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History & Philosophy



Southwest High School Cross Country Team

At Southwest, one can be a “full” member of the team, and even earn a letter, without ever racing in a meet.  Non-competitive or fitness runners are valued as highly as those who compete for Conference, Regional and State titles. As a result, Southwest’s cross-country team alumni are now competing at NCAA Division I schools (including Stanford, Georgetown, and Minnesota), Division III schools (including Rensselaer, Beloit, Hamline, St. Johns, St. Olaf, Macalester, Carleton, Grinnell, Knox, Luther, and Tufts), as well as running for fitness in colleges, on trails and paths around the world. Our girls team also had the highest GPA of the fall sports teams at SW in 2015.

Southwest High School has a rich cross-country tradition.  In fact, Southwest has won more  State High School Cross-Country Boys Team championships than any other Minnesota school (18), including winning 9 times in 12 years from 1962 to 1973.  In those years, Southwest’s program was based on high mileage training, with runners logging up to 1000 miles in the summer.  Times changed, coaches changed, and Southwest changed.  In the late nineties, after the program had declined substantially both in its competitiveness and the level of participation, Zhao (not “Ben,” “Mr. Zhao” or “Coach Zhao” just “Zhao”) became Southwest’s cross-country coach.  He brought with him his love of running, life experiences, extraordinary commitment, and holistic coaching philosophy.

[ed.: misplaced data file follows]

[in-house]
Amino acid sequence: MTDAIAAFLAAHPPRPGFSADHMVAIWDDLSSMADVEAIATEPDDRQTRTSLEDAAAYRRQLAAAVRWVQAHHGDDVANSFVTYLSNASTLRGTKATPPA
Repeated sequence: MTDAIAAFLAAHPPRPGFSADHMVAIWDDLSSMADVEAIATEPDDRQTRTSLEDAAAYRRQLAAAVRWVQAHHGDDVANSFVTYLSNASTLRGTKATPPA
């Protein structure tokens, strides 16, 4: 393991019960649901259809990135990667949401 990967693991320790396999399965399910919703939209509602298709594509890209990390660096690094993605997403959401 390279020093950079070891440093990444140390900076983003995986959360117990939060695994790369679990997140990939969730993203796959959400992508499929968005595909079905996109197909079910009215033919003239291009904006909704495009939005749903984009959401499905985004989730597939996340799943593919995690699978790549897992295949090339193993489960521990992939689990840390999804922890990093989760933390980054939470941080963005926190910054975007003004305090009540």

Winning is important, but not the most important goal.  It will always be a by-product of the foundation built by combining the individual/personal growth of each athlete with the development of team unity.  Each individual must learn to balance building strength with strengthening weaknesses.  All team members must work on building relationships and bonds with others—everyone from faster to slower, older to younger, male to female.


Maturity shows in the way students eat, sleep, study, and make friends.  The basic building blocks of academic, social, and emotional growth must be in place before young runners are ready to race hard and fast.  Racing for fun should come before racing for time.  High school running programs should provide the foundation for lifetime goals of fitness, love of running, and a balanced lifestyle. 


While these issues are important for all runners, they are especially important for girls and women.  Sleep, eating habits, and body image are significant obstacles for women in our culture today.  Putting girls and women on the same time line as boys, and asking them to race hard while they are adapting to a new body, is not the best thing for them.  It takes between two and four years for this adjustment to occur.  Raising expectations when girls are not ready feeds the egos of those who coach, but exacts a terrible price on the female athletes.  The high school running program for girls and women should emphasize long-term goals and prepare young women to race well in college and beyond.


As parents, try to match, side by side, your effort and your involvement with your son/daughter.  Don't get ahead of them and don't force or lead them.  It’s their team.  Match your involvement and commitment to theirs.